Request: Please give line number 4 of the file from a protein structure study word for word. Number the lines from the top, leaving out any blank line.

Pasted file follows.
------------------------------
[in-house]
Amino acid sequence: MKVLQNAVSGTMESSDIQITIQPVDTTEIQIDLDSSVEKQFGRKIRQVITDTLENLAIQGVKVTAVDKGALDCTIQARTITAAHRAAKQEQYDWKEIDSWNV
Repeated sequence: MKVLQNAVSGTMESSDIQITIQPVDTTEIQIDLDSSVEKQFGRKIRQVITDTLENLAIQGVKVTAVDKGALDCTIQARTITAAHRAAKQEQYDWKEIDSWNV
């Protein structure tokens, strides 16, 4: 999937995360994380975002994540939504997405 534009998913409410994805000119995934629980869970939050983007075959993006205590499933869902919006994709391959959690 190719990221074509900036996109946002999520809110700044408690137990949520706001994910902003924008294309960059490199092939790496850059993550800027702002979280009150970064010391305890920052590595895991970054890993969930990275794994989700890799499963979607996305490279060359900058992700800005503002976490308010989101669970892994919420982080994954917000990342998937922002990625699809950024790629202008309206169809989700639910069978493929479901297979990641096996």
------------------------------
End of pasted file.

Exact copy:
């Protein structure tokens, strides 16, 4: 999937995360994380975002994540939504997405 534009998913409410994805000119995934629980869970939050983007075959993006205590499933869902919006994709391959959690 190719990221074509900036996109946002999520809110700044408690137990949520706001994910902003924008294309960059490199092939790496850059993550800027702002979280009150970064010391305890920052590595895991970054890993969930990275794994989700890799499963979607996305490279060359900058992700800005503002976490308010989101669970892994919420982080994954917000990342998937922002990625699809950024790629202008309206169809989700639910069978493929479901297979990641096996």